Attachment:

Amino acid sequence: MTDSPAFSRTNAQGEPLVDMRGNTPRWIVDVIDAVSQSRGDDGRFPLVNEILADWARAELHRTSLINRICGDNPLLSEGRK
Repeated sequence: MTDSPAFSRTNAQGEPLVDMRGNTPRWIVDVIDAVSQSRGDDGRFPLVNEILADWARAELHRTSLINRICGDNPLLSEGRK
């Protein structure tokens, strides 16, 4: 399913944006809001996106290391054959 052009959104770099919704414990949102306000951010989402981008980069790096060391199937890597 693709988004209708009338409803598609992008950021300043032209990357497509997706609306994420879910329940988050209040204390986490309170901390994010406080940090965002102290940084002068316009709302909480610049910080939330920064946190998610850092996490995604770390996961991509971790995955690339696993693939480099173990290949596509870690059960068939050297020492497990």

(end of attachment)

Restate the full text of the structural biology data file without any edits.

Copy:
Amino acid sequence: MTDSPAFSRTNAQGEPLVDMRGNTPRWIVDVIDAVSQSRGDDGRFPLVNEILADWARAELHRTSLINRICGDNPLLSEGRK
Repeated sequence: MTDSPAFSRTNAQGEPLVDMRGNTPRWIVDVIDAVSQSRGDDGRFPLVNEILADWARAELHRTSLINRICGDNPLLSEGRK
């Protein structure tokens, strides 16, 4: 399913944006809001996106290391054959 052009959104770099919704414990949102306000951010989402981008980069790096060391199937890597 693709988004209708009338409803598609992008950021300043032209990357497509997706609306994420879910329940988050209040204390986490309170901390994010406080940090965002102290940084002068316009709302909480610049910080939330920064946190998610850092996490995604770390996961991509971790995955690339696993693939480099173990290949596509870690059960068939050297020492497990």